IETF's procedures with respect to rights in standards-track and
   standards-related documentation can be found in BCP-11. Copies of
   claims of rights made available for publication and any assurances of
   licenses to be made available, or the result of an attempt made to
   obtain a general license or permission for the use of such
   proprietary rights by implementors or users of this specification can
   be obtained from the IETF Secretariat.

   The IETF invites any interested party to bring to its attention any
   copyrights, patents or patent applications, or other proprietary
   rights which may cover technology that may be required to practice
   this standard. Please address the information to the IETF Executive
   Director.


Full Copyright Statement

   Copyright (C) The Internet Society (2003). All Rights Reserved.

   This document and translations of it may be copied and furnished to
   others, and derivative works that comment on or otherwise explain it
   or assist in its implementation may be prepared, copied, published
   and distributed, in whole or in part, without restriction of any
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   developing Internet standards in which case the procedures for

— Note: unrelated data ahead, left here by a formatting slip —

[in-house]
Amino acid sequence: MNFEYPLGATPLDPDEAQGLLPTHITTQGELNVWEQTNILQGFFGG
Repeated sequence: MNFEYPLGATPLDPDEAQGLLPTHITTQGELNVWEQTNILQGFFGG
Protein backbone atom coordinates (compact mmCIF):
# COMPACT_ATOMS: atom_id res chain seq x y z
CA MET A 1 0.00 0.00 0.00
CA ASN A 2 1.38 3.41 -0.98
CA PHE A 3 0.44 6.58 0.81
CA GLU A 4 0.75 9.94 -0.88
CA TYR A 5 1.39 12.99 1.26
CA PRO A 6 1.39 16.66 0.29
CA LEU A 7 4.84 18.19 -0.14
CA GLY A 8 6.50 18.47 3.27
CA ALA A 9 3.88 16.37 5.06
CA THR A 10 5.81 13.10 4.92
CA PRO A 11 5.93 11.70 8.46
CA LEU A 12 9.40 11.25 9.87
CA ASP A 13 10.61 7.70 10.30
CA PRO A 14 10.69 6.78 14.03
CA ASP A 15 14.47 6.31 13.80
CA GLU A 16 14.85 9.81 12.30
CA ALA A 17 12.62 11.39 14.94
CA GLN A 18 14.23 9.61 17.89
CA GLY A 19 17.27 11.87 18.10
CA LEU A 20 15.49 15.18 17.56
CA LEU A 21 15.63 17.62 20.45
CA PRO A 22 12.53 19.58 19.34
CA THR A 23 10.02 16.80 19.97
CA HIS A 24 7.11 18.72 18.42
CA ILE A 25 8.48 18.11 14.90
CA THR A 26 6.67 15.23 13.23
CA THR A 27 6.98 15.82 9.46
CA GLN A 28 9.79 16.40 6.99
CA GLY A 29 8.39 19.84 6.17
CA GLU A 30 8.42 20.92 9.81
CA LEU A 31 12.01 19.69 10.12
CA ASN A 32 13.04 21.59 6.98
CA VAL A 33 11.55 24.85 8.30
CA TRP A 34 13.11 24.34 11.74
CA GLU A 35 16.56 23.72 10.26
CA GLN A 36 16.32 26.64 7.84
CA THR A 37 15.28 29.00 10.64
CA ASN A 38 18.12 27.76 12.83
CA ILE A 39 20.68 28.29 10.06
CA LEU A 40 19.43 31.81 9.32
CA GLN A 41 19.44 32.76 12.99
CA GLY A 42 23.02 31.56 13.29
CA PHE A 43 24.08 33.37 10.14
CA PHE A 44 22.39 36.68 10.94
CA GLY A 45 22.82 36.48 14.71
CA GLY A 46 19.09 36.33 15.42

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   The limited permissions granted above are perpetual and will not be
   revoked by the Internet Society or its successors or assignees.

   This document and the information contained herein is provided on an
   "AS IS" basis and THE INTERNET SOCIETY AND THE INTERNET ENGINEERING
   TASK FORCE DISCLAIMS ALL WARRANTIES, EXPRESS OR IMPLIED, INCLUDING
   BUT NOT LIMITED TO ANY WARRANTY THAT THE USE OF THE INFORMATION
   HEREIN WILL NOT INFRINGE ANY RIGHTS OR ANY IMPLIED WARRANTIES OF
   MERCHANTABILITY OR FITNESS FOR A PARTICULAR PURPOSE.






Stillman, et al.                                                [Page 9]

Internet Draft     Threats Introduced by Rserpool      20 August 2003
expires 20 February 2004

8. Author's Addresses

Ram Gopal
Nokia Research Center
5 Wayside Road
Burlington, MA 01803
USA
email: ram.gopal@nokia.com

Erik Guttman
Sun Microsystems
Eichhoelzelstr. 7
74915 Waibstadt
Germany
Email: Erik.Guttman@sun.com

Matt Holdrege
Sonus Networks
223 Ximeno Avenue
Long Beach, CA 90803
matt@sonusnet.com

Senthil Sengodan
Nokia Research Center
5 Wayside Road
Burlington, MA 01803
USA
email: Senthil.sengodan@nokia.com

Maureen Stillman
Nokia
35 Woodcrest Ave.
Ithaca, NY 14850
USA
email: maureen.stillman@nokia.com




















Stillman, et al.                                               [Page 10]